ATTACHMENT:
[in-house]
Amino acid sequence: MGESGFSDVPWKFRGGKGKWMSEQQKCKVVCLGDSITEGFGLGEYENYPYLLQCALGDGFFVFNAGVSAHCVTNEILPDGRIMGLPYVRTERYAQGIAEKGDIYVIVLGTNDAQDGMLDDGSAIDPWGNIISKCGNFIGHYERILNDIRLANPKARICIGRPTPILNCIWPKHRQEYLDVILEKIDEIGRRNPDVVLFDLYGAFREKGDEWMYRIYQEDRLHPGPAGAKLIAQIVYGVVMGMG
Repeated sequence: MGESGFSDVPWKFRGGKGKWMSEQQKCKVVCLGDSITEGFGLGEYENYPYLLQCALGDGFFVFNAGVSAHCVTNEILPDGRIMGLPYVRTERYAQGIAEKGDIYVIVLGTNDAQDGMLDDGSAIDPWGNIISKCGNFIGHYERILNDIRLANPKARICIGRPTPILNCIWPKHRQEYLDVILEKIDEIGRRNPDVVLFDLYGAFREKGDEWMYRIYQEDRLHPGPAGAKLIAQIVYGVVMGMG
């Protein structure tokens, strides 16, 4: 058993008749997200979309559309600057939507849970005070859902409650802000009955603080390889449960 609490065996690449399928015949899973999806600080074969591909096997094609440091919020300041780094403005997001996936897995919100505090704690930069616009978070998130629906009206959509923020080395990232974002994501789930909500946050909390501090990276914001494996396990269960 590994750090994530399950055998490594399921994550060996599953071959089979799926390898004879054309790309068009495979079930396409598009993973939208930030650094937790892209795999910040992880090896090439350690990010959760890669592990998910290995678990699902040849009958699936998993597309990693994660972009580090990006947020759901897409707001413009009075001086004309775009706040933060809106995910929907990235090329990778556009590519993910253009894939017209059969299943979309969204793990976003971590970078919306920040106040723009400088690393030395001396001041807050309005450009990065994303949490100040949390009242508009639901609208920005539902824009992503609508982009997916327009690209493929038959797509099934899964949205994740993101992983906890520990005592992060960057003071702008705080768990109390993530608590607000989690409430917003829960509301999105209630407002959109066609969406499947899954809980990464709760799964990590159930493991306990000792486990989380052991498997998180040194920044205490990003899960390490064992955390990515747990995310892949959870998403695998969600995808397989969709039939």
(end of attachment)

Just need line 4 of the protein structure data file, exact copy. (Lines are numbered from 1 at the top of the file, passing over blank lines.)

């Protein structure tokens, strides 16, 4: 058993008749997200979309559309600057939507849970005070859902409650802000009955603080390889449960 609490065996690449399928015949899973999806600080074969591909096997094609440091919020300041780094403005997001996936897995919100505090704690930069616009978070998130629906009206959509923020080395990232974002994501789930909500946050909390501090990276914001494996396990269960 590994750090994530399950055998490594399921994550060996599953071959089979799926390898004879054309790309068009495979079930396409598009993973939208930030650094937790892209795999910040992880090896090439350690990010959760890669592990998910290995678990699902040849009958699936998993597309990693994660972009580090990006947020759901897409707001413009009075001086004309775009706040933060809106995910929907990235090329990778556009590519993910253009894939017209059969299943979309969204793990976003971590970078919306920040106040723009400088690393030395001396001041807050309005450009990065994303949490100040949390009242508009639901609208920005539902824009992503609508982009997916327009690209493929038959797509099934899964949205994740993101992983906890520990005592992060960057003071702008705080768990109390993530608590607000989690409430917003829960509301999105209630407002959109066609969406499947899954809980990464709760799964990590159930493991306990000792486990989380052991498997998180040194920044205490990003899960390490064992955390990515747990995310892949959870998403695998969600995808397989969709039939």